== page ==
Mesh Produce Bags from 3B Bags
Mesh Produce Bags from 3B Bags

An environmentally friendly way to shop for produce is to bring your own reusable produce bags. Several years ago, I spotted mesh grocery bags in the produce section of our grocery market so I bought a set of three (for around $5.00) to try them out.

It was easy to bring them to the store in one of my reusable shopping bags and the cashiers at the checkout counter could easily see what the bags contained so I bought several more sets. These mesh bags are sturdy, inexpensive, and washable.

Although, I have substantially reduced my use of throwaway plastic bags I do still use them. For instance, I will put a wet head of lettuce in a plastic bag to keep the rest of my groceries dry and then I keep reusing the bag (rinsing it out it out and drying it if needed) until it gets a hole or falls apart.

Containers are Not All Created Equal

After conducting research on produce storage containers for the refrigerator, I decided to try the lettuce keeper container made by Progressive International. I was amazed at how well it worked. Almost everything we tried putting in it would stay fresh for well over a week and sometimes two or more including lettuce, spinach, carrots, bell peppers, green beans, zucchini, and herbs.

Refrigerator Produce Storage Container Filled with Peppers and Broccoli - Progressive International
Refrigerator Produce Storage Container Filled with Peppers and Broccoli – Progressive International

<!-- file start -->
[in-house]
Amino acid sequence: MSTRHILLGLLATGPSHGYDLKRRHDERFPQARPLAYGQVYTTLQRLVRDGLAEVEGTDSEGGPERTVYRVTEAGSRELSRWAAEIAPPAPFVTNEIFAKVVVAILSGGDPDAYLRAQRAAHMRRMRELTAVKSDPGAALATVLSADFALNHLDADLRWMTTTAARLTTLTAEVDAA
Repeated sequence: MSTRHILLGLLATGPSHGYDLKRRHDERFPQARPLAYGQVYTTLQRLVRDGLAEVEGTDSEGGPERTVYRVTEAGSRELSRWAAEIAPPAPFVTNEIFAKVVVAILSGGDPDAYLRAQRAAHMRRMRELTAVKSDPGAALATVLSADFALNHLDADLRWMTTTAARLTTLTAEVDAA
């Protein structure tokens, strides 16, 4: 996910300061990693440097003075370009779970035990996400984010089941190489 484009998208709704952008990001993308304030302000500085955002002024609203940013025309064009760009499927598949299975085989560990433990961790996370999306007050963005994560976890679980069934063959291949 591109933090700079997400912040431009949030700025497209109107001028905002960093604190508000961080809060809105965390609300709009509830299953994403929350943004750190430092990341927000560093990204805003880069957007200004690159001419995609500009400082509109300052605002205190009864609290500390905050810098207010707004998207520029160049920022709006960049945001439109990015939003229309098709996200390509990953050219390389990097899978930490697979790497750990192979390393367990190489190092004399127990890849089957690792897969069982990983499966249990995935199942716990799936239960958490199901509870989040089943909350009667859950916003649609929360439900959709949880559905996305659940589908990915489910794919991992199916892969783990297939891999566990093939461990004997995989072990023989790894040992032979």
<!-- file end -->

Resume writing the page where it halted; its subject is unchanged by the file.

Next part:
Over the course of a couple of months, I bought five more of these containers and we put almost all our refrigerated produce in them. My total financial outlay was less than $75.

The containers are large enough to fit a head of romaine lettuce, slightly trimmed leeks, or several bell peppers. Each container has a removable plastic divider that you can insert for separating items if you choose, like radishes on one side and blueberries on the other. Mushrooms will stay fresh with the bottom lid left off and a paper towel lining the bottom. If you only use part of a cucumber, you can put the other part back in with the whole ones (without any wrapping) and it will stay fresh for days.

This container does not work for cut tomatoes, onions, or avocados so I store them in small glass containers or in plastic wrap (ugh).

I do not recommend putting these containers in the dishwasher. I tried it and the top lid came out a little warped. I contacted the company’s customer service department and they sent me a new lid free.

Now, I just rinse the containers and occasionally wash them with soapy water when I am hand washing something else.

Location, Location, Location

Like in real estate, the location you place your fresh produce contributes to whether you will eat it or not while it is still fresh. In this case, I mean giving your produce visibility. Humans are creatures of habit and sometimes we forget that we can adjust things like our smart television settings, office chair height, or refrigerator shelf arrangement.

Most refrigerators have a “crisper” drawer, which supposedly helps you keep your produce fresh but you usually have to bend over to reach it and you have to open it to find out what it contains. This creates an out of sight out of mind problem.